Relative atria pressure before and after birth and how that affects flow (no need for numerical values)
Right atria = higher pressure before birth
This allows flow through foramen ovale and keeps blood away from lungs. This decrease is caused by uterine contractions and eventual cord clamping.
After birth, left atria= higher pressure. This closes the foramen ovale
What accounts for easier passage of blood into the pulmonary vasculature at birth?
With the first breath, alveoli are opened, pulmonary capillaries open and pulmonary vascular resistance drops.
What causes decreased flow across the ductus arteriosus (connects pulmonary artery to aorta)? What causes its eventual closing
Increased systemic pressures (crying, moving, no placenta). Bradykinin produced in lungs causes its eventual closing.
Apgar scale (categories + highest rating)
HR, RR, Color, Tone, Irritability (2 points max, so high of 10 points)
Cerebral Perfusion Pressure
Mean arterial pressure - Intracranial venous pressure.
A decrease in MAP or an increase in Intracranial pressure can reduce cerebral perfusion pressure and cause ischemia.
Agents which serve as vasodilators (especially in the brain)
Adenosine (released due to ischemia), K+, NO.
An elevation in intracranial pressure causes:
(1) Increased BP (due to sympathetics)
(2) Decreased HR (due to parasympathetics)
(3) Irregular respiration (due to brainstem damage)
Autoregulation of pulmonary vessels
They DO NOT autoregulate
Most important control factor for skin blood flow
Neural control (NOT metabolic)
Present on nose, lips, hands, etc.
-favors heat loss
-contains specialized AV anastomoses called glomus bodies which facilitate heat loss
-vasoconstricted at rest, vasodilates passively
-Lacks AV anastomoses
-Exhibits vasodilation as sweat glands via sympathetic release of Ach
-Also exhibit the usual NE induced vasoconstriction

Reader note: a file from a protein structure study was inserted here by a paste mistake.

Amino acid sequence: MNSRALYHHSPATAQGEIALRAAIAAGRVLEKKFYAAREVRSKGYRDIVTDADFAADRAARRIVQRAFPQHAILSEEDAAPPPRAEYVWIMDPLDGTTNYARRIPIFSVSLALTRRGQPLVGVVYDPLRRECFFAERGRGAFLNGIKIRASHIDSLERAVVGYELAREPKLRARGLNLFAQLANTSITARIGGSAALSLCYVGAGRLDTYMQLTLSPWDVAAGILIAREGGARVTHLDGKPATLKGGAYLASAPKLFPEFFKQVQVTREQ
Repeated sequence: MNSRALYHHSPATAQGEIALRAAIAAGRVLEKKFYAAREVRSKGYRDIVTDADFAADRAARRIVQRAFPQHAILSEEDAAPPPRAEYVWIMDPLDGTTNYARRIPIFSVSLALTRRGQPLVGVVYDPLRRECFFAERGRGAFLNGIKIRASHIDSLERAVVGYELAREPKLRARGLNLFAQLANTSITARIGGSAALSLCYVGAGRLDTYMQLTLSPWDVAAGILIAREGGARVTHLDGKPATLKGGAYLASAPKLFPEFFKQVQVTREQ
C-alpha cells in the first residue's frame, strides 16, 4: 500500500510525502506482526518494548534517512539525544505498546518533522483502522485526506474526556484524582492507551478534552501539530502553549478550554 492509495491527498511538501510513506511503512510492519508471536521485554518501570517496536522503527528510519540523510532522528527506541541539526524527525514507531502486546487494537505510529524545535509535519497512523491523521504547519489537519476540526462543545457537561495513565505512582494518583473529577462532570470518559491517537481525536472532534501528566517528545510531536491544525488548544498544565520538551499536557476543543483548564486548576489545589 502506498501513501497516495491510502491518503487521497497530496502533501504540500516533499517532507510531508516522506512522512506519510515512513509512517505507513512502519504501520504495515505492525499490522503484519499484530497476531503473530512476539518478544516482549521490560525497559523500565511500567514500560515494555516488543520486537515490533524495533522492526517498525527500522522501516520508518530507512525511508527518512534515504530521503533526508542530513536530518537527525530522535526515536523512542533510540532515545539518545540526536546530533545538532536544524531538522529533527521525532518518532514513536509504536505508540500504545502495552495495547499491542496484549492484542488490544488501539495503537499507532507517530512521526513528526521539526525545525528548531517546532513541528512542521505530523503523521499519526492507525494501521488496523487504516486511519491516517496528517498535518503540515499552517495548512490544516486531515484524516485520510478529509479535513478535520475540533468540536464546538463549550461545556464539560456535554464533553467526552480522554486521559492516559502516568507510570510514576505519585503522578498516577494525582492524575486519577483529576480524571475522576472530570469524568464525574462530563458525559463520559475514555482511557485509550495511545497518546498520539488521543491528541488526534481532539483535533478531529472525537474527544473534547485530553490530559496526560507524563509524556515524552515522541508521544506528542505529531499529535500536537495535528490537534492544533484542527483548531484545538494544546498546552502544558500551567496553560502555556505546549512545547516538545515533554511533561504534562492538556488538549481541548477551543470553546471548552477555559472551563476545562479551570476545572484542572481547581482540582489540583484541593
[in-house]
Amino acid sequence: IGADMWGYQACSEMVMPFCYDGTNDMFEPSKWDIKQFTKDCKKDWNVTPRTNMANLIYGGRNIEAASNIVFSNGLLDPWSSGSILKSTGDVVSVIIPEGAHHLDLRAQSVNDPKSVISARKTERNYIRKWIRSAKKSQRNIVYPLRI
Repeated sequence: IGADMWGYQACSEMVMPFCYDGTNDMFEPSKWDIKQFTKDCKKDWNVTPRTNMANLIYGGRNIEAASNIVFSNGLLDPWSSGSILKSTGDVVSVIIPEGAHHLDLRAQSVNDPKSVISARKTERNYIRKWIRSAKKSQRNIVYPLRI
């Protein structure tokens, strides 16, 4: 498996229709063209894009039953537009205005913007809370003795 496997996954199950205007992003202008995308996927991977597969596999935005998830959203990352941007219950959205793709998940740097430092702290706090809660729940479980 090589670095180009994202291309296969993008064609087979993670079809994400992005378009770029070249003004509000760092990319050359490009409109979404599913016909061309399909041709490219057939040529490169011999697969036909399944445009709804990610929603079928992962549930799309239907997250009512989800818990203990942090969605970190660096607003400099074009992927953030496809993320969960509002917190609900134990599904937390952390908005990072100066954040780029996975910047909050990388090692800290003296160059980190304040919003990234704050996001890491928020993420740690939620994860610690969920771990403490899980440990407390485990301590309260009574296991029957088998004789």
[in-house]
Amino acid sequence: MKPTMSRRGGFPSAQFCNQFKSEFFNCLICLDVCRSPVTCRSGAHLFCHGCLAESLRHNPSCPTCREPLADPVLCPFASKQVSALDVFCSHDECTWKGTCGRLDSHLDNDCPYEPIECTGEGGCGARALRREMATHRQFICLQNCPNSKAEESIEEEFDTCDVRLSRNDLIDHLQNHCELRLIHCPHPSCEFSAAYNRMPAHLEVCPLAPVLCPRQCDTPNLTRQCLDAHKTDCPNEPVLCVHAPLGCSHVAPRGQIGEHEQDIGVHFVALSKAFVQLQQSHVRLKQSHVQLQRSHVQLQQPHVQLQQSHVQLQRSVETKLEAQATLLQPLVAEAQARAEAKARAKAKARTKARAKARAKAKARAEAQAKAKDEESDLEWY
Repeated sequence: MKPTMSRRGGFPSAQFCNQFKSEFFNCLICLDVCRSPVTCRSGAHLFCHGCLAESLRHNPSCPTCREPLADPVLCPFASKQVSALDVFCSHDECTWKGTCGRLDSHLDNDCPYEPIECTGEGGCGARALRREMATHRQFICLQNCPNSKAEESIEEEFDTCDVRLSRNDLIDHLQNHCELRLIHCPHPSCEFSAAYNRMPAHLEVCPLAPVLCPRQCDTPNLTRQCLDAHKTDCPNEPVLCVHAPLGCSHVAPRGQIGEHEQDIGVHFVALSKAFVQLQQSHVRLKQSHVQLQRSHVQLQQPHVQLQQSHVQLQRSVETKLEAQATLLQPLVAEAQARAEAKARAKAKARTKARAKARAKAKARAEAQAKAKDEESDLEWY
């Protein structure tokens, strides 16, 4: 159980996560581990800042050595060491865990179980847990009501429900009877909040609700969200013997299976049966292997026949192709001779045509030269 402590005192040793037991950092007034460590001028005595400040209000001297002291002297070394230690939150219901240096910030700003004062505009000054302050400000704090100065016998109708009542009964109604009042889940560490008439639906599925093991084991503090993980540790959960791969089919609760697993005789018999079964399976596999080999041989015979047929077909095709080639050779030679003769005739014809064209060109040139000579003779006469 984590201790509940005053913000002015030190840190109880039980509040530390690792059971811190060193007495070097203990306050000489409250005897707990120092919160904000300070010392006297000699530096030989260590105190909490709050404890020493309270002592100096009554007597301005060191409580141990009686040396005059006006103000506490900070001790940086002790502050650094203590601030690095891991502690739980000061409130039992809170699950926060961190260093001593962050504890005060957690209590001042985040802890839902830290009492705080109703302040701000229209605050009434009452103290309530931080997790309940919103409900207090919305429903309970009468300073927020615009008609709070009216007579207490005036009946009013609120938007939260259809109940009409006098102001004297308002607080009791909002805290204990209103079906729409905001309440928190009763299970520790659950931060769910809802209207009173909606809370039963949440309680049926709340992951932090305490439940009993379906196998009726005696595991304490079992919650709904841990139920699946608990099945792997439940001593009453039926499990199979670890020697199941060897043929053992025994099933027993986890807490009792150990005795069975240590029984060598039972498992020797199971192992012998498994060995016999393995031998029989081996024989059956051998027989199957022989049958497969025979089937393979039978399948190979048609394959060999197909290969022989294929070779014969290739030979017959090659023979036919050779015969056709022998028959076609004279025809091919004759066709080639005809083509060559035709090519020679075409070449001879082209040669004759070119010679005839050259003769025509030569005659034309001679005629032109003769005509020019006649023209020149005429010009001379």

Mean Circulatory Pressure
Pmc. The mean pressure that exists in the circulatory system when cardiac output stops. It is the "fullness" of the system.
2 things influence it:
(1) absolute blood volume
(2) venous tone
3 main points regarding splanchnic regulation
(1) Blood flow usually determined by rate of active transport of solutes across mucosal epithelium. Flow increases due to metabolism and increased O2 demand
(2) Sympathetics are the major neural control and cause constriction
(3) Parasympathetics cause INDIRECT stimulation of intestinal blood flow via increasing motility and glandular secretions
Increased tone will cause what change to compliance?
Physical characteristics of an artery
TUNICA INTIMA- connective tissue + internal elastic lamina
TUNICA MEDIA- smooth muscle and External Elastic Lamina
TUNICA ADVENTITIA- connective tissue + smooth muscle + vessels and innervation.
Physical characteristics of a vein
TUNICA INTIMA- connective tissue
TUNICA MEDIA- very little smooth muscle
TUNICA ADVENTITIA- well developed connective tissue + little smooth muscle + vessels
Increases cAMP to phosphorylate MLCK, inhibiting its functioning and decreasing actin-myosin interaction
Cause release of calcium via IP3, increasing calmodulin functioning therefore contraction.
Primarily activated by low PO2, but also affected by high PCO2 or low pH.
Primarily involved with regulation of respiration
Cause increased HR and BP (via symp. stimulation and eventual blockage of para.)
What organs have strong autoregulation? Weak autoregulation? Little to no autoregulation?
STRONG: heart, brain, kidneys, muscle
WEAK: splanchnic circulation
LITTLE: skin, lungs
Factors which shift the cardiac function curve
Afterload and contractility
Factors which shift the vascular (venous) function curve
Blood volume and venous tone
Shunts blood from umbilical vein to IVC, bypassing liver
Goes from pulm. artery to aorta, bypassing lungs
Shunt from right atria to left atria
Titin connects which 2 parts of the sarcomere?
Z-line to M-line
How does vagal nerve activity affect heart?
(1) increased special conduction and atrial K+ permeability
(2) Inhibits funny channels
(3) Inhibits slow Ca current